PROWERS COUNTY, Colo. — A former World War II Japanese American incarceration site in southeast Colorado is one step closer to becoming a national park site.
On Monday, the U.S. Senate passed the Amache National Historic Site Act via unanimous consent. If it becomes law, the Amache site, which currently covers 10,000 acres near Granada in Prowers County, will earn the protection of the National Park Service and preserve the stories of the Amache survivors and their descendants.
This piece of bipartisan legislation will now go back to the House of Representatives for a final vote — where it's expected to pass easily — before it lands on President Joe Biden's desk.
On April 14, 2021, Reps. Joe Neguse (D) and Ken Buck (R) introduced the bipartisan H.R.2497 Amache National Historic Act, which would designate Amache as a national historic site. This came on the heels of a measure introduced by Sens. Michael Bennet (D) and John Hickenlooper (D). The House Bill passed on July 29, 2021 and the companion Senate Bill 1284 passed out of the Energy and Natural Resources Committee on Nov. 18, 2021. It needs to be passed by the full Senate.
The U.S. Senate's passing of the act means it will go back to the U.S. House of Representatives — where it previously passed in July 2021 416-2 — for a final vote.
If Biden signs the legislation, Amache would join other Japanese American incarceration sites protected by the National Park System, including Manzanar in California, Tule Lake in California, Minidoka in Idaho (and partially Washington), and Hono‘uli‘uli in Hawaii.
The Amache incarceration site was half built in 1942, when the first prisoners arrived. This came in the wake of President Franklin D. Roosevelt signing an executive order to force more than 120,000 Japanese Americans, who were mostly U.S. citizens, from their homes and into incarceration sites and detention centers around the west and southwest. Roosevelt's order was part of the unconstitutional treatment of Japanese Americans and people of Japanese descent during WWII. More than 7,500 Japanese Americans were held at the site between 1942 and 1945.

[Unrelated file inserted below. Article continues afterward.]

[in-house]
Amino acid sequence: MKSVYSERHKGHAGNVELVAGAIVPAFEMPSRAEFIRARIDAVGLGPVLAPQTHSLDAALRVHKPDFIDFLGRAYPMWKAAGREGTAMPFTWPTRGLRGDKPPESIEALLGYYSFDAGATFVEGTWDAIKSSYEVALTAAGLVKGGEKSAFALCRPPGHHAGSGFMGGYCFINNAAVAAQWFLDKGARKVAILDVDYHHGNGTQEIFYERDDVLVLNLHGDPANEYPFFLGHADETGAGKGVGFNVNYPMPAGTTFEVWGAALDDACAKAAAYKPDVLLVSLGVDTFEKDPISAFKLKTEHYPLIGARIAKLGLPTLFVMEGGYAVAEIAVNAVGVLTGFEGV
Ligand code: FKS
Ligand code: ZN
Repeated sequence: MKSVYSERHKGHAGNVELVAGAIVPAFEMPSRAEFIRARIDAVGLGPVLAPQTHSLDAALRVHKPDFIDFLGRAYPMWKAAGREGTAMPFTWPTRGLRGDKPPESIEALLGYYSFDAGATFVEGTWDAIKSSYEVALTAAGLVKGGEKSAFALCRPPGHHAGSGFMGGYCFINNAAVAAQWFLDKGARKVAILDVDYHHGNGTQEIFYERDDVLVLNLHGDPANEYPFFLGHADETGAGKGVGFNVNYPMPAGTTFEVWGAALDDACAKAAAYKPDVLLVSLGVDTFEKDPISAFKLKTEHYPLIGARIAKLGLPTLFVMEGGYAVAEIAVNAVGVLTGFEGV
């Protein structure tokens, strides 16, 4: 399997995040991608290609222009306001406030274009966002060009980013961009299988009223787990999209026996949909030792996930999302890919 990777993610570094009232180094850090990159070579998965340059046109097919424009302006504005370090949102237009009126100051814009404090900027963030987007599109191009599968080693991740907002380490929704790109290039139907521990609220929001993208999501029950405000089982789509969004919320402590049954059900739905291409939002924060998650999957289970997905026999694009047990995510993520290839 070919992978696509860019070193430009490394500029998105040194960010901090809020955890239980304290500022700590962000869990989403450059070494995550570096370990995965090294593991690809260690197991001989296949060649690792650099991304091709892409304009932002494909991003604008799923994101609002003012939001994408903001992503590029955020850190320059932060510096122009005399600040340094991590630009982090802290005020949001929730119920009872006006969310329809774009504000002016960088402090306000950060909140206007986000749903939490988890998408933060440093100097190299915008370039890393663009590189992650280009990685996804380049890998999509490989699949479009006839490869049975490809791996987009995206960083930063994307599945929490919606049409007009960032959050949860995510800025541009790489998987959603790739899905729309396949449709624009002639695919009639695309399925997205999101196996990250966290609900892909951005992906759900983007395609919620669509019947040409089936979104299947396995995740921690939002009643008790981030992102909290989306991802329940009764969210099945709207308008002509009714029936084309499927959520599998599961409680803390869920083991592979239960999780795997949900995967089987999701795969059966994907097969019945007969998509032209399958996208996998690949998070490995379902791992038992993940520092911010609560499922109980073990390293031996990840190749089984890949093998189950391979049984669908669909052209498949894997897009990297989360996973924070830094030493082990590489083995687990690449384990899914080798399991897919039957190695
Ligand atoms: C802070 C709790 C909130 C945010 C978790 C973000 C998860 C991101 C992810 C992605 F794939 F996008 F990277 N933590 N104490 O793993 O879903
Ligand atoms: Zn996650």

Amache closed on Oct. 15, 1945.
In the decades since then, survivors and descendants have worked hand in hand with the Amache Preservation Society, civil rights groups, veterans’ groups, academics, public lands advocates, the Town of Granada and other local and state elected officials to preserve the Amache site land. Today, a cemetery, reservoir, water well and tank, the road network, concrete foundations, watch towers, the military police compound, and trees planted by the internees remain, according to the NPS.
Bob Fuchigami, an Amache survivor, said he has waited many years for Apache to be protected for current and future generations to reflect, remember, honor and heal.
"Passage of the Amache National Historic Site Act in the Senate brings me hope that we are finally closer to this certainty, and I thank Sens. Bennet and Hickenlooper for their leadership," he said. "My parents did not live to see this day. The time is not only right; it is long overdue.”
The father and grandparents of Michael Takada, Amache descendant and chief executive officer of the Japanese American Service Committee, were all incarcerated at Amache.
"They lived for decades with a sense of shame and deep emotional pain and trauma," he said. "My grandparents have passed away but my dad and uncle, 97 and 95, respectively, are fortunately alive and in relatively good health. But we have a narrow window to help heal these wounds and provide a sense of closure for them and the few remaining Amache survivors. With each day, we are losing survivors and descendants. Thanks to bipartisan leadership in the U.S. House and Senate, the Amache bill is very close to the legislative finish line.”
"We’re a step closer to sending this bill to @POTUS & giving Amache and survivors the recognition they deserve," Bennet wrote.
Amache became a National Historic Landmark in 2006 and is maintained by the Amache Preservation Society. The society was established by John Hopper, a social studies teacher and principal of Granada High School. He also runs the Amache Museum, where he spends hours each week giving tours of the site.
He told Denver7 in May 2021 that the history of Amache has become deeply personal for him.
“I became emotionally attached to the individuals and families that were here. And listening to their stories overwhelms me. It’s a part of me,” Hopper said.
You can learn more about Amache here.